RIYADH: Two protesters were killed in overnight clashes with police following the arrest of a prominent Shiite cleric, activists said on Monday, raising fears of a new wave of unrest in the Sunni-ruled kingdom's east.
Akhbar Shakuri and Mohammed Filfel, both Shiite, died and a dozen other protesters were wounded during clashes that erupted when police opened fire to disperse a demonstration against the arrest of Sheikh Nimr al-Nimr, said the activists.
The violence occurred in Riyadh Street, the main artery in Qatif city in Eastern Province, they said. The reports could not be independently verified.
The interior ministry described Nimr as an "instigator of sedition" as it announced that he was arrested at Al-Awamiya in Eastern Province on Sunday, after being wounded in the leg while putting up resistance.
He was transferred to hospital and was due to be interrogated, ministry spokesman Mansur Turki said, cited by the official SPA news agency.
"Security forces will not tolerate instigators of sedition who have offended their society and homeland, making of themselves tools in the hands of the nation's enemies," Turki said, apparently referring to the kingdom's main regional rival Iran.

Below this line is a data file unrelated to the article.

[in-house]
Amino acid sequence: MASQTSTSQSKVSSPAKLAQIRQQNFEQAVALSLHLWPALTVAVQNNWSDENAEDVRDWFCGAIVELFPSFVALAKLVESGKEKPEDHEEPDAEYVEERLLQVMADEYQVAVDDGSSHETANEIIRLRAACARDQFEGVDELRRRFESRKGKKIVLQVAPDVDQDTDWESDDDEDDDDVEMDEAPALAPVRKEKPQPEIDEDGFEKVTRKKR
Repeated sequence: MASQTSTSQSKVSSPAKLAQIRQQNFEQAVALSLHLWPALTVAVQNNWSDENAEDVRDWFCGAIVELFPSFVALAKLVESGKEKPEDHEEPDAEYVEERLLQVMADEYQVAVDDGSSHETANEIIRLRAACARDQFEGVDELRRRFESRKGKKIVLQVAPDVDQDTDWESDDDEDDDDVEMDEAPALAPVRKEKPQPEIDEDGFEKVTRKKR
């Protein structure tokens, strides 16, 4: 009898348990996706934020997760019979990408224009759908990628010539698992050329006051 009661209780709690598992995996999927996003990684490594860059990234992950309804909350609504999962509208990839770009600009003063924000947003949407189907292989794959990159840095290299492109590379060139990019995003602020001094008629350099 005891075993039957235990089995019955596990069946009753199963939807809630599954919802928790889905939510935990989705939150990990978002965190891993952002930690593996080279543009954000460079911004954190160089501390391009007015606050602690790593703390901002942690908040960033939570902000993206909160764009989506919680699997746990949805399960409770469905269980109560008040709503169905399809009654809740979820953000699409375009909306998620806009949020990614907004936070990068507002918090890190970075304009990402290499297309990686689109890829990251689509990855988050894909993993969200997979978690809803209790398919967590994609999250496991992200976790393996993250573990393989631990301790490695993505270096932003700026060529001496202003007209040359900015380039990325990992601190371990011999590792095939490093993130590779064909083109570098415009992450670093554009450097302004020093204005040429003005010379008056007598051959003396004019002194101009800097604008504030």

The reported deaths come after Amnesty International said in May that seven people had been killed and a number of others injured in clashes between the authorities and protesters in the Shiite-populated region since November.
Nimr's arrest came 10 days after he had said he was confident that his arrest or killing would be a "motivation" for protests to reignite in the Eastern Province, during a speech at a mosque in Al-Awamiya.
He is considered one of the main proponents of social unrest in the region, where demonstrations first took place in February 2011 after an outbreak of violence between Shiite pilgrims and religious police in the holy city of Medina.
The protests escalated after the kingdom led a force of Gulf troops into neighbouring Bahrain to help crush a month-long Shiite-led uprising against that country's Sunni monarchy. AGENCIES